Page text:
Dragon called you know coded or flu whatever and want to slay it with his antibiotic where this prescription versus a guy is like hey what are your goals for for for this year I just kind of want to know want to know,
here’s my thoughts on it you know from a guy’s perspective so I get to play Hero and a guide at the same time.
But what ended up happening what kept people coming back was the god philosophy so I started.
[15:37] Putting that into online course to teach nurse practitioners with with.
[15:42] And physician assistants and started accepting these students into our practice and I start teaching them this and then they took that to other,
rotations and then they came back on something to do elective and like well this is what I experienced I mean there’s so much joy and medicine when you speak like a guy.
And it just is a completely different philosophy but your outcomes are fabulous because now you have a partner to work with with your patients
rather than you know here’s what I say do it if you don’t do a see another physician which I don’t think is the right way to practice medicine.
[16:16] Well and I’m really excited to be talking through all this stuff this is just Sookie and I think as I think it’s Physicians you’re right we tend to focus on the heroes aspect of the journey we see ourselves as the hero in the story but,
you know I think I hadn’t really considered it in that framework until just now as you’re talking but when I’m talking to patients this is very much the same way that I approached I call myself a teacher so
you know teaching as my spiritual gift and so for me I feel like whenever I go into a patient’s room
my goal is to teach and to educate and to coach so because just like you said it’s it
it’s very easy to go in and say okay mrs. Jones you have you have acid reflux we’re going to put you on Prilosec at this dose and come see me in three months and we’ll see how you’re doing,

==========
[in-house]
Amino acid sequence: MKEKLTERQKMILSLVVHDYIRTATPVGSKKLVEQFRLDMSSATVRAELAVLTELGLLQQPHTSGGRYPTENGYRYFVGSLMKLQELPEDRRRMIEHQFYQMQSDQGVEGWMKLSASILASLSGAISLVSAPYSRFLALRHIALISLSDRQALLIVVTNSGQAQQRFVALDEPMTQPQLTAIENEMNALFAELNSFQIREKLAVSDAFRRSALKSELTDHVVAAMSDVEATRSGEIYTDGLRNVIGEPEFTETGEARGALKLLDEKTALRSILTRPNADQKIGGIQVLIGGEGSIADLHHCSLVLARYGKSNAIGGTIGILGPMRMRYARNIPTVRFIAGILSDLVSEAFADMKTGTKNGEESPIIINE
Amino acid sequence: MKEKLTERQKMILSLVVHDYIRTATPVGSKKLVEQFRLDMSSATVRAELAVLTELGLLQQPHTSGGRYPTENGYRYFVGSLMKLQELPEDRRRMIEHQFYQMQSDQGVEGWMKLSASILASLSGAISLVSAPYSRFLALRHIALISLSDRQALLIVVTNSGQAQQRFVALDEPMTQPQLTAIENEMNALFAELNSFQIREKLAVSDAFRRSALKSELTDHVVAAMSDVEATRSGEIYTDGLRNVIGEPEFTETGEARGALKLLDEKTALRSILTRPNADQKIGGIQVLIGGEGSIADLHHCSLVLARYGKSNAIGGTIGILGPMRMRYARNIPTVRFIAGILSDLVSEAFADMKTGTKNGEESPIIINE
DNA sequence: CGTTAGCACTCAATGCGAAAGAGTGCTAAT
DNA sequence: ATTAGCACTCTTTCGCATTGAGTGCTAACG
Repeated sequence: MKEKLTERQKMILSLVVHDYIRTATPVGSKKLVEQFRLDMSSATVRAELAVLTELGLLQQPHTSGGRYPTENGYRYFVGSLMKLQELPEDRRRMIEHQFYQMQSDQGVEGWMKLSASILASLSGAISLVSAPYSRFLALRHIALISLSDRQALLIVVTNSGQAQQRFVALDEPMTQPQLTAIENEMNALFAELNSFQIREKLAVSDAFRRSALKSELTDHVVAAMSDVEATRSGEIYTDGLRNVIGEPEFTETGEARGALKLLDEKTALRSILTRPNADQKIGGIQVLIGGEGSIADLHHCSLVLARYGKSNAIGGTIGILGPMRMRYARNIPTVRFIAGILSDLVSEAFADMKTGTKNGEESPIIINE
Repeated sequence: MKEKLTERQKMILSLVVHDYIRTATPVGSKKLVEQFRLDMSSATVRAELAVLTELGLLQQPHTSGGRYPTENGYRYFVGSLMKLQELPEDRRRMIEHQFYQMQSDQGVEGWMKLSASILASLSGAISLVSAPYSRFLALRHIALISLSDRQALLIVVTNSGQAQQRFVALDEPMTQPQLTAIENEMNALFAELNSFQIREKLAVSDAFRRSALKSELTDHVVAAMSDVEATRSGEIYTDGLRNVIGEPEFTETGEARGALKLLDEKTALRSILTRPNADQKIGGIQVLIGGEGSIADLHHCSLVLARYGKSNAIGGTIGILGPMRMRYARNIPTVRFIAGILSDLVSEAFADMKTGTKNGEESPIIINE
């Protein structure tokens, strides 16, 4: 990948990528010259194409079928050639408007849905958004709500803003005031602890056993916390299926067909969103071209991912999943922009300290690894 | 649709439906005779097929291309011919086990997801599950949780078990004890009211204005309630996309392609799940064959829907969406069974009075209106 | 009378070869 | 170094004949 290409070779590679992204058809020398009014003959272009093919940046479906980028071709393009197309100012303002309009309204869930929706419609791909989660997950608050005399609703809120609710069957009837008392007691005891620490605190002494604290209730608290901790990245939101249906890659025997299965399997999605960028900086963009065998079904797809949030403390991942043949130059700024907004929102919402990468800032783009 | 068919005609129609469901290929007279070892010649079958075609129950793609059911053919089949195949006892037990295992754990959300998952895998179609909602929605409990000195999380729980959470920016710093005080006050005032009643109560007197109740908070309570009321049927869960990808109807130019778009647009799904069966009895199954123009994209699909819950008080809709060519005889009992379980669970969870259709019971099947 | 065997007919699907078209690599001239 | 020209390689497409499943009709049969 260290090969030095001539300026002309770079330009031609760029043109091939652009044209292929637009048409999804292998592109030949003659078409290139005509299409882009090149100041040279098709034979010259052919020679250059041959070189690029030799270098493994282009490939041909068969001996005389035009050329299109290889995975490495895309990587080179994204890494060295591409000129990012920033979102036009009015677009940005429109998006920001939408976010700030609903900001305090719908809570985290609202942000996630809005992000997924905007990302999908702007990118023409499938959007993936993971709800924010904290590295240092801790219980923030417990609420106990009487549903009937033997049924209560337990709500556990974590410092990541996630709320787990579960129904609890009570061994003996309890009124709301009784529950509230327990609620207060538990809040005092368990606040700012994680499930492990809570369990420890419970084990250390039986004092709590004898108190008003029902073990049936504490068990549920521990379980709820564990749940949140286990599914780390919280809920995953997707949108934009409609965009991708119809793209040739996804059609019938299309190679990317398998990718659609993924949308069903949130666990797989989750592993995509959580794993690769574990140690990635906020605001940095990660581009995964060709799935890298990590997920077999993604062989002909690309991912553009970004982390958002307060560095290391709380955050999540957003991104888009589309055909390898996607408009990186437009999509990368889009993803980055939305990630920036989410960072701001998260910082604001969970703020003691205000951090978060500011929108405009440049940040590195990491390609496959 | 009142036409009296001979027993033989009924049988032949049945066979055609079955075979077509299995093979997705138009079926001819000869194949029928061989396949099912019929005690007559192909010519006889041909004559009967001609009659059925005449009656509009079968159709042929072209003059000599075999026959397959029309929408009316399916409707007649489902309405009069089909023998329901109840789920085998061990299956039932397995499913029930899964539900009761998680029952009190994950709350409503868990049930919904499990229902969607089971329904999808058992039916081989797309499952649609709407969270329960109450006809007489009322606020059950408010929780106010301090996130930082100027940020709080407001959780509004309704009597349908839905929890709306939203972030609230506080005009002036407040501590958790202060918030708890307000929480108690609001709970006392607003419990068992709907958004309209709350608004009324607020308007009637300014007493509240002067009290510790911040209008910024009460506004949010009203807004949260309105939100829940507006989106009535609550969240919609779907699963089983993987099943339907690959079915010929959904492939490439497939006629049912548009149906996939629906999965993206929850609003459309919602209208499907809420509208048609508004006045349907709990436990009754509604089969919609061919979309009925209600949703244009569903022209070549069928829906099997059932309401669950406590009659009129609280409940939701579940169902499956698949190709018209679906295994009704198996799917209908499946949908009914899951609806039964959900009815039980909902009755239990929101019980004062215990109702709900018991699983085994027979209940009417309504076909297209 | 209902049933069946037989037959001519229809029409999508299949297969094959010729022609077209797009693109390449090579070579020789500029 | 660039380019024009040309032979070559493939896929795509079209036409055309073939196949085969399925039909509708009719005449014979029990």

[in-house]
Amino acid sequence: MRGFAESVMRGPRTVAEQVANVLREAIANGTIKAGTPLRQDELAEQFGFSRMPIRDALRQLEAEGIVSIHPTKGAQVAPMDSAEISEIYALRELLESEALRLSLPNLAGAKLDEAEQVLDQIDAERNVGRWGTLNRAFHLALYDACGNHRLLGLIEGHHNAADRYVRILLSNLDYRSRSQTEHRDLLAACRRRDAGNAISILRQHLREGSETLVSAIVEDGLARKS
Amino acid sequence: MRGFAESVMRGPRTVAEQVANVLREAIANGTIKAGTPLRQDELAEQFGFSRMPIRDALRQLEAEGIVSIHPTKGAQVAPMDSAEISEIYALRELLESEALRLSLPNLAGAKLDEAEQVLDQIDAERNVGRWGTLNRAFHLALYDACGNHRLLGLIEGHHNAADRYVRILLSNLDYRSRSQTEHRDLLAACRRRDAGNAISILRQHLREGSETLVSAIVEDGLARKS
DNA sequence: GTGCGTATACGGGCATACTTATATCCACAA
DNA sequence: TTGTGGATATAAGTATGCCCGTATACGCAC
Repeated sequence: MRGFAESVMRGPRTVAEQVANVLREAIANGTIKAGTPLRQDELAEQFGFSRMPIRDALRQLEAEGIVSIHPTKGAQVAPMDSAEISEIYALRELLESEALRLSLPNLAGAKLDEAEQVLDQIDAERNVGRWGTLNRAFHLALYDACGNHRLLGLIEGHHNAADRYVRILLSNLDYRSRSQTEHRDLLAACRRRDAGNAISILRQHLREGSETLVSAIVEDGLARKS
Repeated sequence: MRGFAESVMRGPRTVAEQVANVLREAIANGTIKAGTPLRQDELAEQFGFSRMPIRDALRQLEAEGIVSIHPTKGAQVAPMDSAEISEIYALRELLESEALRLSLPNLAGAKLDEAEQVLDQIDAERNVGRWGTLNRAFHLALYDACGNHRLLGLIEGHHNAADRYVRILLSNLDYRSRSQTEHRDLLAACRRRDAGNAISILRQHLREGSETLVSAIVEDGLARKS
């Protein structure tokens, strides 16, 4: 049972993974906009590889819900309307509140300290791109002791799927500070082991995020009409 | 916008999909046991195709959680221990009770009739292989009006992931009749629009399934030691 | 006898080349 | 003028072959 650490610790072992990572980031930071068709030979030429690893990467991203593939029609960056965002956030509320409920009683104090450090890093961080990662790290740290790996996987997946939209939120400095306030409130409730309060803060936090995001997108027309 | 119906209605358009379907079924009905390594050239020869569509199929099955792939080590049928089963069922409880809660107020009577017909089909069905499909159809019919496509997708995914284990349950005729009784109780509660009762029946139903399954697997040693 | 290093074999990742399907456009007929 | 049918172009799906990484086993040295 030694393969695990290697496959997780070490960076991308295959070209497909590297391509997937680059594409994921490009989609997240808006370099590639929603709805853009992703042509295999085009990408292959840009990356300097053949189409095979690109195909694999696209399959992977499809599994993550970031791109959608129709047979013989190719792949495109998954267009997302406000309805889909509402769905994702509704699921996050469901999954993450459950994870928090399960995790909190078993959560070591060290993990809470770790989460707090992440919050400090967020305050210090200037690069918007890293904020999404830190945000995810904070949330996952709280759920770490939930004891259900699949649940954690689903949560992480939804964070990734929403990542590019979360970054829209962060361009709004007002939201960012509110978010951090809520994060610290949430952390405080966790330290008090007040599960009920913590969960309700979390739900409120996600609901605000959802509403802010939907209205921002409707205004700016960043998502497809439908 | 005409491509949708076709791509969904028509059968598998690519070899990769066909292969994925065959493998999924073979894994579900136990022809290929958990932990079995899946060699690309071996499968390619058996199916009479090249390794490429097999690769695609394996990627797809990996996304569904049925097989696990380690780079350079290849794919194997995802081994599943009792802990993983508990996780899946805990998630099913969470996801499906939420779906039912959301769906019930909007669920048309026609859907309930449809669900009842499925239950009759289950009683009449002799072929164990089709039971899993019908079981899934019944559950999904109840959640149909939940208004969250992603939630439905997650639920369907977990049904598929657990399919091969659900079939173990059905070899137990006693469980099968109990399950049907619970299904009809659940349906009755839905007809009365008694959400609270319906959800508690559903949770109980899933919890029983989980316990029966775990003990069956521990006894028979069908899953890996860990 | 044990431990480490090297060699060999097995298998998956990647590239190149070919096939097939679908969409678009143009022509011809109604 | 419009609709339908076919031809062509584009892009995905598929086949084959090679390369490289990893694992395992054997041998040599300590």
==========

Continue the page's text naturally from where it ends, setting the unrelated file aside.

that’s easy and a lot of people do that and are successful at treating the reflux but.
What I found in my experience is the thing that separates good Physicians from great Physicians is the degree to which you get people to
understand what’s going on in a way that helps them modify their behavior and achieve a more Global level of success and
I see it as part of my,
goal is part of my duty really to engender that sense of change in that person and that really starts for me from the educating so that guide mentality I think is huge absolutely.
[17:43] Yeah so you know adopting that guide mentality I really wanted to do something with more of a federal level I start approaching legislators I start approaching politicians.
Medical societies with this concept.
Honestly no one really cared until I put the numbers to it right I was like hey okay here’s here’s what our actual numbers are for a practice and how we’ve been able to keep you by the hospital and stuff like that I mean we even
got numbers through through through covid-19 right and so I am you know I was a data Miner,
at the same time trying to make some changes and ultimately one thing led to another.
The people who really jive with me are other Physicians who have been in my shoes and who’s been really burnt out as well and then we saw all of a sudden like you said we started seeing yourselves of teachers I mean the word doctor actually is Latin for Teacher so,
you know dr. Ron teacher on right and so.
And so if we see ourselves as teachers I started creating a classroom so one of the things that I went on this,
one week journey by myself in California and I meditated the whole time and I when I came back and what I realize is that.
You know I don’t I don’t have a medical practice I have a university and within universities you need teachers and you have students.